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Oracle® Database PL/SQL Language Reference
11g Release 1 (11.1)

B28370-05
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ALTER FUNCTION Statement

The ALTER FUNCTION statement explicitly recompiles an invalid standalone stored function. Explicit recompilation eliminates the need for implicit run-time recompilation and prevents associated run-time compilation errors and performance overhead.

Note:

This statement does not change the declaration or definition of an existing function. To redeclare or redefine a standalone stored function, use the CREATE FUNCTION Statement with the OR REPLACE clause.

Prerequisites

The function must be in your own schema or you must have ALTER ANY PROCEDURE system privilege.

Syntax

alter_function::=

alter_function
Description of the illustration alter_function.gif

compiler_parameters_clause::=

compiler_parameters_clause
Description of the illustration compiler_parameters_clause.gif

Keyword and Parameter Descriptions

schema

Specify the schema containing the function. If you omit schema, then the database assumes the function is in your own schema.

function

Specify the name of the function to be recompiled.

COMPILE

Specify COMPILE to cause the database to recompile the function. The COMPILE keyword is required. If the database does not compile the function successfully, then you can see the associated compiler error messages with the SQL*Plus command SHOW ERRORS.

During recompilation, the database drops all persistent compiler switch settings, retrieves them again from the session, and stores them at the end of compilation. To avoid this process, specify the REUSE SETTINGS clause.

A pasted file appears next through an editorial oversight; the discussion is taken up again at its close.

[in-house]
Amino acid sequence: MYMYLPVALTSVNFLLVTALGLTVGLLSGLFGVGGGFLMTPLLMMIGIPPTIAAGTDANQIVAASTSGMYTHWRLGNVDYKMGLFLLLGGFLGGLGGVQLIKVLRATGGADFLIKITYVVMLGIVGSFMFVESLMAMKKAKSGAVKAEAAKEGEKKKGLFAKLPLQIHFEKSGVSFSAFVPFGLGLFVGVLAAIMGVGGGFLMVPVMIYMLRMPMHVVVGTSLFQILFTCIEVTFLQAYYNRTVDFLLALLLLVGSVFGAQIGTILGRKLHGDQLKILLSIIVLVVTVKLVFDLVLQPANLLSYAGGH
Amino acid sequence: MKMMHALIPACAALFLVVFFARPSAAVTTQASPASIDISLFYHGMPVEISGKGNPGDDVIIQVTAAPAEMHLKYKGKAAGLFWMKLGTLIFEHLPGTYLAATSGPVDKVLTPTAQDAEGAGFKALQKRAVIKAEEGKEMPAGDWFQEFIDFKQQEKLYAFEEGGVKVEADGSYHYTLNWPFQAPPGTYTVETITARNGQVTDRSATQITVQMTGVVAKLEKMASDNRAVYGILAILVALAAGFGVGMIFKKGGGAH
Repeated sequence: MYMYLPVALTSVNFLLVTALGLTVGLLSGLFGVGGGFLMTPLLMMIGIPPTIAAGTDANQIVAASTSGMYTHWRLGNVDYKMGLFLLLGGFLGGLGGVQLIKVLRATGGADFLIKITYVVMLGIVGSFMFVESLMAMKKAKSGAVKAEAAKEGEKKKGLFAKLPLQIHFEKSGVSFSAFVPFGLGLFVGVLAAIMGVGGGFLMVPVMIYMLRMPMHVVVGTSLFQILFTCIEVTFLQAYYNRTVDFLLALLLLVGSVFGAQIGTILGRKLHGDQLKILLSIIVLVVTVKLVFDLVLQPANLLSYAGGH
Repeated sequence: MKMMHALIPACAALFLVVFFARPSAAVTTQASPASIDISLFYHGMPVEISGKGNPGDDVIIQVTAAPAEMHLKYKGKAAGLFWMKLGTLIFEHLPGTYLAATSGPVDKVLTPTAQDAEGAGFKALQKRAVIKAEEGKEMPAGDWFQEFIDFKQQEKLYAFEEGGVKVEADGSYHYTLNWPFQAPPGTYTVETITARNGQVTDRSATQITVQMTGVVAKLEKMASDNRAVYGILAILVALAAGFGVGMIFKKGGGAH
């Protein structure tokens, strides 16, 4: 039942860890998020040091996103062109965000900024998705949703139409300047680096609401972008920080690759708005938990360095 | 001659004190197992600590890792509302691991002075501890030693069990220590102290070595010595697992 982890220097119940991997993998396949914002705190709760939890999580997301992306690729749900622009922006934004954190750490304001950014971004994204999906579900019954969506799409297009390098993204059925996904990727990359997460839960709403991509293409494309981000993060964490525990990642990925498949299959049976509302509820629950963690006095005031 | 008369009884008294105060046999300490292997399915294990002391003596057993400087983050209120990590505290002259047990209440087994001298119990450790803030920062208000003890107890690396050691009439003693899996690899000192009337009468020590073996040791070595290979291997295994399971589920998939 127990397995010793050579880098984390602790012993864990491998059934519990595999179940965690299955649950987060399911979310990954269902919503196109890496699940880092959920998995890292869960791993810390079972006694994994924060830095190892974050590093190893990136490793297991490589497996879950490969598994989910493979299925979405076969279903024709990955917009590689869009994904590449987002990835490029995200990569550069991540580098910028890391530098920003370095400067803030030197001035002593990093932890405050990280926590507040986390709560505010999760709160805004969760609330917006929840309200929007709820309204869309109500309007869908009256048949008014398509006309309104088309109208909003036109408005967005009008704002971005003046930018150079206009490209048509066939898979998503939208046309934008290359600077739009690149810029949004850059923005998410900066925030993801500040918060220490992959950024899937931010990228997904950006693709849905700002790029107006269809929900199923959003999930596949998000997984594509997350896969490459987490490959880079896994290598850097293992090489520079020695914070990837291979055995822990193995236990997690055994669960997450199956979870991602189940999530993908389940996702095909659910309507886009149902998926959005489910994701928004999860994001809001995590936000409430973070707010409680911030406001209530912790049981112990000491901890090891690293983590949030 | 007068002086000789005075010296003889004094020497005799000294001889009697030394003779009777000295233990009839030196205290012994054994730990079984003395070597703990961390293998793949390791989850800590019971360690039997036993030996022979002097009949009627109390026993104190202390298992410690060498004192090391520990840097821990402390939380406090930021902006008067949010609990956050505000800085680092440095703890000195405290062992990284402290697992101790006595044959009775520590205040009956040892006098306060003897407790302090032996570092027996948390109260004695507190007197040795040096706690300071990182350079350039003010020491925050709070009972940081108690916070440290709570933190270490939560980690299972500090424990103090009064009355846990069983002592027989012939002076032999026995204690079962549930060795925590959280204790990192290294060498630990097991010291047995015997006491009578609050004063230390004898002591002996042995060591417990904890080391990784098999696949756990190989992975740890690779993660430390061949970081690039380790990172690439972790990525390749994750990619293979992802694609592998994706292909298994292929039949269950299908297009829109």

DEBUG

Specify DEBUG to instruct the PL/SQL compiler to generate and store the code for use by the PL/SQL debugger. Specifying this clause has the same effect as specifying PLSQL_DEBUG = TRUE in the compiler_parameters_clause.

compiler_parameters_clause

Use this clause to specify a value for one of the PL/SQL persistent compiler parameters. The value of these initialization parameters at the time of compilation is stored with the unit's metadata. You can learn the value of such a parameter by querying the appropriate *_PLSQL_OBJECT_SETTINGS view. The PL/SQL persistent parameters are PLSQL_OPTIMIZE_LEVEL, PLSQL_CODE_TYPE, PLSQL_DEBUG, PLSQL_WARNINGS, PLSQL_CCFLAGS, and NLS_LENGTH_SEMANTICS.

You can specify each parameter only once in each statement. Each setting is valid only for the current library unit being compiled and does not affect other compilations in this session or system. To affect the entire session or system, you must set a value for the parameter using the ALTER SESSION or ALTER SYSTEM statement.

If you omit any parameter from this clause and you specify REUSE SETTINGS, then if a value was specified for the parameter in an earlier compilation of this library unit, the database uses that earlier value. If you omit any parameter and either you do not specify REUSE SETTINGS or no value has been specified for the parameter in an earlier compilation, then the database obtains the value for that parameter from the session environment.

Restriction on the compiler_parameters_clause  You cannot set a value for the PLSQL_DEBUG parameter if you also specify DEBUG, because both clauses set the PLSQL_DEBUG parameter, and you can specify a value for each parameter only once.

See Also:

REUSE SETTINGS

Specify REUSE SETTINGS to prevent Oracle from dropping and reacquiring compiler switch settings. With this clause, Oracle preserves the existing settings and uses them for the recompilation of any parameters for which values are not specified elsewhere in this statement.

For backward compatibility, the database sets the persistently stored value of the PLSQL_COMPILER_FLAGS initialization parameter to reflect the values of the PLSQL_CODE_TYPE and PLSQL_DEBUG parameters that result from this statement.

See Also:

Example

Recompiling a Function: Example To explicitly recompile the function get_bal owned by the sample user oe, issue the following statement:

ALTER FUNCTION oe.get_bal
   COMPILE; 

If the database encounters no compilation errors while recompiling get_bal, then get_bal becomes valid. the database can subsequently execute it without recompiling it at run time. If recompiling get_bal results in compilation errors, then the database returns an error, and get_bal remains invalid.

the database also invalidates all objects that depend upon get_bal. If you subsequently reference one of these objects without explicitly recompiling it first, then the database recompiles it implicitly at run time.

Related Topics